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I hope that you find my journal interesting and entertaining. If, having read this, you think that I am talking rubbish then at least you have stopped and thought about it long enough to come to that conclusion which is something of a result in my book. If you would like to comment on this article or anything else relating to my website, please feel free to contact me using the adjacent form. Feedback is always greatly appreciated and very helpful when it comes to improving both my site and my angling. Thank you for looking. If this form will not work for you, please e-mail me at editor@ericweight.co.uk
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I've missed my sea fishing, I have to say. Everything about it should be a pain in the arse given that I have to drive three hours each way, wait for time and tide (it won't wait for no man after all), keep bait frozen at home and cool all day at the water, get covered in snot, risk a broken ankle on boulder strewn shores and spend all the next morning cleaning, washing and sorting tackle. On paper it is a waste of time and effort, yet I find it a great adventure and I have missed it .

Circumstances have conspired to keep me away, but this weekend a trip was on. The stars were in alignment, I was raring to go. I have a bait freezer now, well stocked with sand eels and squid so far. I like to use a fish bait on one rod and a squid bait on the other. I have been using mackerel, but it's messy and an absolute crab magnet. Sand eels seemed like a good alternative.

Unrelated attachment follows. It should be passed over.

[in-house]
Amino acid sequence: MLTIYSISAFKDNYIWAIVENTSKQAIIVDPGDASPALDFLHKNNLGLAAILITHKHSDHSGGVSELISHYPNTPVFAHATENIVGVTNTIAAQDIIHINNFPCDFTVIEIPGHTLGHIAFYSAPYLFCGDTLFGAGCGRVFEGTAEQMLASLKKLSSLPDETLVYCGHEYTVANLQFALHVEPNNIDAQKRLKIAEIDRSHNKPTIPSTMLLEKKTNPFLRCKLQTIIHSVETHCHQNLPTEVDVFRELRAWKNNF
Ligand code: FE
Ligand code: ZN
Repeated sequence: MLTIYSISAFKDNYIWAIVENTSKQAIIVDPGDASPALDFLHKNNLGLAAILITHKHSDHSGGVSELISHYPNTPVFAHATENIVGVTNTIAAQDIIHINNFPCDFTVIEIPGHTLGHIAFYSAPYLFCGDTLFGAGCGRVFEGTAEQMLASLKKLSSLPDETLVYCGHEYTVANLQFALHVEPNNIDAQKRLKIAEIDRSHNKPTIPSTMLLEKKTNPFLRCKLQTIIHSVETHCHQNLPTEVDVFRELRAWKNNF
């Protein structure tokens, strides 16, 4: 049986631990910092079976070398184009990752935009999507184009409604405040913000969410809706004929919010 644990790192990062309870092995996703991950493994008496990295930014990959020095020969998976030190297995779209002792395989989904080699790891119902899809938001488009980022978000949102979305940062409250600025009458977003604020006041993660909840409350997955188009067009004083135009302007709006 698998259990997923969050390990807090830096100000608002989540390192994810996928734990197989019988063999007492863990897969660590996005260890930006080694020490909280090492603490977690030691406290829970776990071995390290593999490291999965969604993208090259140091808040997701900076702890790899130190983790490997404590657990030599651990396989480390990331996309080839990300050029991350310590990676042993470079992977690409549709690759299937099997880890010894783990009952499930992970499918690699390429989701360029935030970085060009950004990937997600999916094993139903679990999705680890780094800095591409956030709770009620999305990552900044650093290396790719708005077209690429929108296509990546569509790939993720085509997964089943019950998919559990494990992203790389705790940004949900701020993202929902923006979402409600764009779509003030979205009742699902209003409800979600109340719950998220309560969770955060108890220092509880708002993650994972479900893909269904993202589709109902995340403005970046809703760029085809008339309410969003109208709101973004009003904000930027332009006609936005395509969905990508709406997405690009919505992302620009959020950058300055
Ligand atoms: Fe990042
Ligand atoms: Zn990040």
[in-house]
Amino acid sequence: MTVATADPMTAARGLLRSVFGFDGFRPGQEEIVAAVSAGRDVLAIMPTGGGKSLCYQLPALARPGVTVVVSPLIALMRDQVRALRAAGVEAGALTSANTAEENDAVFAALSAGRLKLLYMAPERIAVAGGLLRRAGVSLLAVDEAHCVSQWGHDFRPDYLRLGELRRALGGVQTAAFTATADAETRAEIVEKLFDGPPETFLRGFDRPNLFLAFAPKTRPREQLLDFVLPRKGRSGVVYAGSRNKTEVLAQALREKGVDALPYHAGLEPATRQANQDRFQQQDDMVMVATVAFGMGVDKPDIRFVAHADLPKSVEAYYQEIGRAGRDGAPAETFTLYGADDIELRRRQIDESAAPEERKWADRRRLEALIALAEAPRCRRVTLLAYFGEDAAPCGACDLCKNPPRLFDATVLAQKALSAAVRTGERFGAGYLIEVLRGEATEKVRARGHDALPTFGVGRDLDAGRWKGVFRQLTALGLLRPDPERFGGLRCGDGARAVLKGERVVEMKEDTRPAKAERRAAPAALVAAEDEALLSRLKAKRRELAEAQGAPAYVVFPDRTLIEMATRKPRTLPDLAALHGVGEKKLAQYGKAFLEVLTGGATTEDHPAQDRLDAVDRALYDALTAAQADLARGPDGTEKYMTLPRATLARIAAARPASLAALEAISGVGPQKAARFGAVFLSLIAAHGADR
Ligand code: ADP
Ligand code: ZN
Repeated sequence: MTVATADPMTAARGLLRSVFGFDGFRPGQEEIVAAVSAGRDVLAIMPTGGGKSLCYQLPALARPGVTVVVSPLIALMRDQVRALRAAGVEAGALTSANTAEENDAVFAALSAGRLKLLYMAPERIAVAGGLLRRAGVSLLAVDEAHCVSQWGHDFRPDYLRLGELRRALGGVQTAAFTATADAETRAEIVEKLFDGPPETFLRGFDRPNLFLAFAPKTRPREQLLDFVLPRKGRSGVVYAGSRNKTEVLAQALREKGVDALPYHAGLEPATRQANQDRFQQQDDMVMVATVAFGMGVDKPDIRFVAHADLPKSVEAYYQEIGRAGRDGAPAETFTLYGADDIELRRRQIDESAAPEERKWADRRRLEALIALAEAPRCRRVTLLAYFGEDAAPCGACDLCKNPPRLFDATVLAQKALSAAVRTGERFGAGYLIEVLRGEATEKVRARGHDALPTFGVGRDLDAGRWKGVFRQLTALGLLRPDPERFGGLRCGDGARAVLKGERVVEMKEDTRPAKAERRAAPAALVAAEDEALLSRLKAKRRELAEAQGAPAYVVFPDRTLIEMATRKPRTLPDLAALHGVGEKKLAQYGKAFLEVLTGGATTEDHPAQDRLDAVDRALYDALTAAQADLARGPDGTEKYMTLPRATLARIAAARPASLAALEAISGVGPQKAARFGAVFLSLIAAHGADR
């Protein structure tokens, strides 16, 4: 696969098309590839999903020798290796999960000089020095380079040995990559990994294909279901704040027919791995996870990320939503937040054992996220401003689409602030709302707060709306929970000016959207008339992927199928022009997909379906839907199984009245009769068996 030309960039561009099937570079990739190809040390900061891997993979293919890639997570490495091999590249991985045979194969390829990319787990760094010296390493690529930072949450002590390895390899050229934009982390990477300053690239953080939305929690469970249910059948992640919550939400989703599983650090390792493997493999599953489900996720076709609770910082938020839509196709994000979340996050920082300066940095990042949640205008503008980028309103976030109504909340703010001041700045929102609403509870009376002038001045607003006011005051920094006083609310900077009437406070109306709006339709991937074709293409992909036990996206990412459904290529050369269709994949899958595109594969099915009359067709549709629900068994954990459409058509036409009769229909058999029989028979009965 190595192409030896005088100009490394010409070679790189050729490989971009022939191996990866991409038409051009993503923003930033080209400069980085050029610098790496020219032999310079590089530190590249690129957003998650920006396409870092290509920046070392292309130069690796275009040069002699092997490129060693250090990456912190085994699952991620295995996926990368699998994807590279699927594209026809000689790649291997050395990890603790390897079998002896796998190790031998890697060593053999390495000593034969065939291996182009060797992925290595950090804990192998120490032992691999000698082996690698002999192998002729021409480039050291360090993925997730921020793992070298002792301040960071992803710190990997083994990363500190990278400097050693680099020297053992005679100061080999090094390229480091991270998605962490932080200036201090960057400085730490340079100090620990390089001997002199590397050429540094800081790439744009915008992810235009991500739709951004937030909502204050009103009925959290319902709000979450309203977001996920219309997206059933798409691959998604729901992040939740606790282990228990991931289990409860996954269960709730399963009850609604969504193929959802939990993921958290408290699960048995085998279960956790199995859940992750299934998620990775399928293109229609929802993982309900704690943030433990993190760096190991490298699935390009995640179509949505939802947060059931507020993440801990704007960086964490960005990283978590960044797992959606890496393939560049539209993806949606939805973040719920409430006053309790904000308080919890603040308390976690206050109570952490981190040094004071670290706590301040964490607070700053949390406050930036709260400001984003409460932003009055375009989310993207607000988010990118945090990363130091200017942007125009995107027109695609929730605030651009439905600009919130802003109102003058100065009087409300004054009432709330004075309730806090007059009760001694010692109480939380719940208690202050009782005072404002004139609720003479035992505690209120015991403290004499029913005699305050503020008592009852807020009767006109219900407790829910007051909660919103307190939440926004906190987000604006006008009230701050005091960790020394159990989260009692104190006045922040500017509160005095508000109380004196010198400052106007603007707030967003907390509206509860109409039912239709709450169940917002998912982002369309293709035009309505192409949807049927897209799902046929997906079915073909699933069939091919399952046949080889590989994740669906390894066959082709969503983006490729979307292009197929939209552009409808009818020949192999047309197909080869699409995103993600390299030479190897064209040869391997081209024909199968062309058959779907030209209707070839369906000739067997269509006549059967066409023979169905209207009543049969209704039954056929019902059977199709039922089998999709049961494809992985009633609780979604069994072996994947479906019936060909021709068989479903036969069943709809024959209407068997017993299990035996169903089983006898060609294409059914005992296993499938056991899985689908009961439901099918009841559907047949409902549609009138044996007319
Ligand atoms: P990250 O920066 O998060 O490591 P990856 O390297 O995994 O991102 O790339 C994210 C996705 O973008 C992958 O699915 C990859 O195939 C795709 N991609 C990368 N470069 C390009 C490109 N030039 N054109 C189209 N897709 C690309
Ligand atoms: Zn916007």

I want to catch rays and conger, and feel that a straight running leger would be more effective for the former than the more usual pulley paternoster. I have settled on trace body lengths, that allow a set length of snood to work on both when the running lead is clipped up in the up and over manner.



 

 

 

 

 

Having tried imps and those leads with the built in clips, I have finally settled on gemini splash down clips to retain the hooks. These never drop the hook if the line falls slack and make preparing to cast a piece of cake, where it used to be a frustration. They never release the hooks in mid air either and my casting distance is all the better for it.

I have reduced my hook sizes from 4/0 to 2/0 and 3/0. Using fine wire hooks means I can bend out of immovable snags when pulling for a break. Using a rotten bottom link for the lead now means that pulling for a break no longer costs me a leader whether it is the hook or the lead that is caught up. I don't foul up marks with rotproof braid any more either.

All in all, I feel more on top of the job now and was excited to get to my favourite Bristol channel mark early. I have been often enough now to get an extra hour out of the falling tide and I was lucky that I did today.

It was just fifteen minutes before the right hand rod slammed over and started shedding line, but I missed. There was little doubt what the culprit was though. I wound in an unfathomable ball of tangled and twisted line, hooks, clips and lead. Eel for sure.